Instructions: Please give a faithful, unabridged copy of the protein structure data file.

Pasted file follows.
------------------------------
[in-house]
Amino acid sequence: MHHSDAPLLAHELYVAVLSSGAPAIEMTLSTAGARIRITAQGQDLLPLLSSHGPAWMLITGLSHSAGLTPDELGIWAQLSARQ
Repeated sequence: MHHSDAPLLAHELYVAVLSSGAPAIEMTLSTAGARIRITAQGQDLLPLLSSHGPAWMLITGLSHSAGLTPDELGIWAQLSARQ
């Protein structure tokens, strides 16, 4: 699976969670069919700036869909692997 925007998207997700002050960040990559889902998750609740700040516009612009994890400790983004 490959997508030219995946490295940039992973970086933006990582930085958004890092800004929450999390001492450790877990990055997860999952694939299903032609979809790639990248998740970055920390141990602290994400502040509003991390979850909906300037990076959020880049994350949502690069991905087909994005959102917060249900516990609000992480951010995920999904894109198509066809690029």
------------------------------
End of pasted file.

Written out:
[in-house]
Amino acid sequence: MHHSDAPLLAHELYVAVLSSGAPAIEMTLSTAGARIRITAQGQDLLPLLSSHGPAWMLITGLSHSAGLTPDELGIWAQLSARQ
Repeated sequence: MHHSDAPLLAHELYVAVLSSGAPAIEMTLSTAGARIRITAQGQDLLPLLSSHGPAWMLITGLSHSAGLTPDELGIWAQLSARQ
């Protein structure tokens, strides 16, 4: 699976969670069919700036869909692997 925007998207997700002050960040990559889902998750609740700040516009612009994890400790983004 490959997508030219995946490295940039992973970086933006990582930085958004890092800004929450999390001492450790877990990055997860999952694939299903032609979809790639990248998740970055920390141990602290994400502040509003991390979850909906300037990076959020880049994350949502690069991905087909994005959102917060249900516990609000992480951010995920999904894109198509066809690029």